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Native American artist and poet to speak at Drury University

For Immediate Release: September 8

Media Contact:
Bill Garvin
Theme Year Director
Office: (417) 873-7482

SPRINGFIELD, Mo., Sept. 8, 2010 — Ramson Lomatewama will explore the value of several traditions and practices unique to the Hopi on Thursday, Sept. 9, at 11 a.m. in Clara Thompson Hall at Drury University.

Lomatewama is not only a teacher and poet from Hoatvela, Ariz., but he is also an exceptional artist. Using traditional materials and techniques, such as obsidian tools and natural pigments as paints, Lomatewama creates unique and beautiful artwork. Lomatewama uses a variety of skills as a successful jeweler, a traditional style Katsina doll carver, a stained glass artist and a self-taught glass blower to create his art. Lomatewama is currently working on an assortment of jewelry depicting the split twig animals found in the caves of the Grand Canyon and petroglyph figures of significance to the Hopi people.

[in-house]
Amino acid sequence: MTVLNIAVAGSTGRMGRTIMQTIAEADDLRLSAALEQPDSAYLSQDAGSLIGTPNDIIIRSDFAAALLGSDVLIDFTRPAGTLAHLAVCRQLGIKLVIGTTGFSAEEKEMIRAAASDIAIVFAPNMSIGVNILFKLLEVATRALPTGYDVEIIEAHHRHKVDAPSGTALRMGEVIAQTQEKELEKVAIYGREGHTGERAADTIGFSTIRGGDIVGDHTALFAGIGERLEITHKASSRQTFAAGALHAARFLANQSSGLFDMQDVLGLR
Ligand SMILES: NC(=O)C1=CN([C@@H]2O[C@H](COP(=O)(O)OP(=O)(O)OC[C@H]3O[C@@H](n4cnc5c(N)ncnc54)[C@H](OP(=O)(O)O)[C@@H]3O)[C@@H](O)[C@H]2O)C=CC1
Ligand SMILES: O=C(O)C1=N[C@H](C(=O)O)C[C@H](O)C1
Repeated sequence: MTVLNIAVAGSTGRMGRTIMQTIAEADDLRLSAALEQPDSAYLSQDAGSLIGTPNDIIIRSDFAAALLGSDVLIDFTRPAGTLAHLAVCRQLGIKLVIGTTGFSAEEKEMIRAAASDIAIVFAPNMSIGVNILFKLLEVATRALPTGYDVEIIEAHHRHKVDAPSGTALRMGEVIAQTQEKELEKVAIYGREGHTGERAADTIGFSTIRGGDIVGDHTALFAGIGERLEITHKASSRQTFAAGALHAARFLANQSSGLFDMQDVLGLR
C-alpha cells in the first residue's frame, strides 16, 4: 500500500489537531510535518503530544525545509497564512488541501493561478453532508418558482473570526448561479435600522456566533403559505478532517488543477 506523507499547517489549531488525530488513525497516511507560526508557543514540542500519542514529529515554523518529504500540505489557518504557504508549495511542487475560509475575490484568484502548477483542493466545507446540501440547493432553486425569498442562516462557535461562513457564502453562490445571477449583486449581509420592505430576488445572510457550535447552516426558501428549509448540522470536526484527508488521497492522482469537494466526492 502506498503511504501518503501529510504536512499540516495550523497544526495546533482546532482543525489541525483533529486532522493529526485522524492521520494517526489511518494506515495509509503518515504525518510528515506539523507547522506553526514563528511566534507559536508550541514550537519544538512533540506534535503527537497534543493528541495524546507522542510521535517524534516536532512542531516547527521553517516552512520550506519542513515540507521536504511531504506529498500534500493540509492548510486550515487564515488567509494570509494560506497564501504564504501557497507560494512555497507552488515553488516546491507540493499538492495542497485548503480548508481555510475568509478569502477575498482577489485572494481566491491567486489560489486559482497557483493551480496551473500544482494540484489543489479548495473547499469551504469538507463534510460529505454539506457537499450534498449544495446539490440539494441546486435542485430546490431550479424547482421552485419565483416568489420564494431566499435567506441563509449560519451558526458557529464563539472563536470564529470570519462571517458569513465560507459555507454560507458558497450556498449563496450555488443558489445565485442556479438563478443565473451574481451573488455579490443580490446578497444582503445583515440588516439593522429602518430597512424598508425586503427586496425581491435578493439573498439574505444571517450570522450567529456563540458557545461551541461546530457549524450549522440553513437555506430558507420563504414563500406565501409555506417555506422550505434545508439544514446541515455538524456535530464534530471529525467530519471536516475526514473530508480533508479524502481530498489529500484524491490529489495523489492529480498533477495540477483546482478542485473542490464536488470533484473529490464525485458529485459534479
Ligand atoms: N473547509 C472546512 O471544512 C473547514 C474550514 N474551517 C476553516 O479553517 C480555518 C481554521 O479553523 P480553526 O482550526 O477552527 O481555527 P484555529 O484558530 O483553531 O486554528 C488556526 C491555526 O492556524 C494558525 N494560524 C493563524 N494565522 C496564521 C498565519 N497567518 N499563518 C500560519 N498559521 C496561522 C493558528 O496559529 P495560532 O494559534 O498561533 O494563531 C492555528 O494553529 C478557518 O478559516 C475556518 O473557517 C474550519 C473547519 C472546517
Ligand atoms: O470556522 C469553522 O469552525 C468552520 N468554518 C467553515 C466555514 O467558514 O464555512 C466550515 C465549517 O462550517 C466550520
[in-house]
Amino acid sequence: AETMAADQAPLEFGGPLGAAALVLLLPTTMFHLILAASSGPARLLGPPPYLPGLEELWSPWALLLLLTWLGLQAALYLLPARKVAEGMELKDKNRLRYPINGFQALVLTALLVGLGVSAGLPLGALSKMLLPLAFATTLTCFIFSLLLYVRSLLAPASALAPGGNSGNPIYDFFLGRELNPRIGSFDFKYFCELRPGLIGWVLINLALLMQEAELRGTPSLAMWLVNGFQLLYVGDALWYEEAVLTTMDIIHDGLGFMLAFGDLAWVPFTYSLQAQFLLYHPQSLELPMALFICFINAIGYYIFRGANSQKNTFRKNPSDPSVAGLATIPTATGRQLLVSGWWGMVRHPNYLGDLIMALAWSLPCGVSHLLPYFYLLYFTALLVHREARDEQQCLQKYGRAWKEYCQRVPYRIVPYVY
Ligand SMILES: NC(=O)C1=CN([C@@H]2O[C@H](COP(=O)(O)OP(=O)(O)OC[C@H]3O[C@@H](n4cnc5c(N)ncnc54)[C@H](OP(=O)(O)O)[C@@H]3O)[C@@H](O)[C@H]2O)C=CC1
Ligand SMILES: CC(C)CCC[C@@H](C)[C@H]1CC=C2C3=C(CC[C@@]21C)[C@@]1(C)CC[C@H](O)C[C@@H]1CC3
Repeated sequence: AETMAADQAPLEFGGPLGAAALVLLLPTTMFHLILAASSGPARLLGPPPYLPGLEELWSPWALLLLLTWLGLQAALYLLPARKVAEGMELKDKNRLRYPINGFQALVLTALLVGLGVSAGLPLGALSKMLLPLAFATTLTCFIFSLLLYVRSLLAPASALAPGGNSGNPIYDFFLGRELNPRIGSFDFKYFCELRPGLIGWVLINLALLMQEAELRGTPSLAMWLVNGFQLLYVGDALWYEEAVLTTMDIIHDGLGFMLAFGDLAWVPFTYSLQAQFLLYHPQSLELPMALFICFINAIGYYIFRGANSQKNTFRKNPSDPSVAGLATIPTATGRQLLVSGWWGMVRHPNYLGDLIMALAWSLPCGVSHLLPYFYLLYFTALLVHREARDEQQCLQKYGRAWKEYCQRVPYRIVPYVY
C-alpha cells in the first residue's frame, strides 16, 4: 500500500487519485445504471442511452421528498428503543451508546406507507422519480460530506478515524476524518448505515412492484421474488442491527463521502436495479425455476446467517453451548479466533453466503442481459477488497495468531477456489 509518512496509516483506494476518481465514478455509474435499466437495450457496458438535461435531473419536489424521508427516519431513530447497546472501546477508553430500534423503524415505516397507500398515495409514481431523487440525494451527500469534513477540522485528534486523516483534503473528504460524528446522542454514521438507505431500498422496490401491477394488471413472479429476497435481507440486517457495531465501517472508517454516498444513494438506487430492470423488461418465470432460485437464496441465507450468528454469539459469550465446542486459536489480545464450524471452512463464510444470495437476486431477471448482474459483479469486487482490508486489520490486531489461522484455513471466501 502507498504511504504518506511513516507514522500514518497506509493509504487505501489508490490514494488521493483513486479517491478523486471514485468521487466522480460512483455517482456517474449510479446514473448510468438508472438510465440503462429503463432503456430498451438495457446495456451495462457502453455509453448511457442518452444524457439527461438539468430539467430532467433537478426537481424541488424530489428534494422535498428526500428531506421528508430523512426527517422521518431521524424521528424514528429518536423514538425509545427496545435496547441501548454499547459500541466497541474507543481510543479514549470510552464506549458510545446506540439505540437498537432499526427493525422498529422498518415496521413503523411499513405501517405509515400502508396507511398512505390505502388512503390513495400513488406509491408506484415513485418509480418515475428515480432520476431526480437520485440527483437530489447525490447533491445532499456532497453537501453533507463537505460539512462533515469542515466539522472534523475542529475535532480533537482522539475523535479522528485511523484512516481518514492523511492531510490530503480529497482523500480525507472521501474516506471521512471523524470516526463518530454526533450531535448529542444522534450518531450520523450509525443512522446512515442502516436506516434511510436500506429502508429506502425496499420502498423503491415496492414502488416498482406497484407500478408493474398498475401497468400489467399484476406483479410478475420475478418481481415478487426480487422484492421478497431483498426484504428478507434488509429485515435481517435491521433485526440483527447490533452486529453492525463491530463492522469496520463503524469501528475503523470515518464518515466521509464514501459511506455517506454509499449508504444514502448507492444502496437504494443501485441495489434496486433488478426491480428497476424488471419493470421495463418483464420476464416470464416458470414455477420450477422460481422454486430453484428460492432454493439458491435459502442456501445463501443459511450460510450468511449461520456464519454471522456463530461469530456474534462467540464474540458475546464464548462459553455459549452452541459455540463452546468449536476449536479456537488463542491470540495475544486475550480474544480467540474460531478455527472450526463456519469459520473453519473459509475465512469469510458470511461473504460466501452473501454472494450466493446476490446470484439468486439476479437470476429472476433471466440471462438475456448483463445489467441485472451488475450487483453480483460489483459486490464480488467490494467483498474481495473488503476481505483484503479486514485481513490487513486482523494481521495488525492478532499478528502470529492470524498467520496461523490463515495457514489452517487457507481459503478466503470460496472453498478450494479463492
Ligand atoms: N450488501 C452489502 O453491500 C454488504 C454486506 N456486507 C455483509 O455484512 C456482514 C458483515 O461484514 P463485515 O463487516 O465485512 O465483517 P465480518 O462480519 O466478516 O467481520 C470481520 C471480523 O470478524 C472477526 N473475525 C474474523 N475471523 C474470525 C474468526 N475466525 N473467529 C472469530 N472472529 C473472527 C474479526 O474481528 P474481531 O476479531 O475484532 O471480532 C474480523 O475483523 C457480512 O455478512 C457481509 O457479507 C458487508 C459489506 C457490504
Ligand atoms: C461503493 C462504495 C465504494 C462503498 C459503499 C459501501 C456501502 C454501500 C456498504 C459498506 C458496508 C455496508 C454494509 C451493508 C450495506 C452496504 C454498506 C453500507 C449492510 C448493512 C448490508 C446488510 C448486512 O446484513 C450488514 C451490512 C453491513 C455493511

Lomatewama’s talk is cosponsored by Drury’s Diversity Center.

Drury University’s 2010-2011 convocation series The Persistence of Memory, Perspectives on the Past examines history and how it relates to our understanding of the present.
All events are free and open to the public unless otherwise noted. For more details about speakers visit or contact Theme Year Director Bill Garvin at (417) 873-7482.


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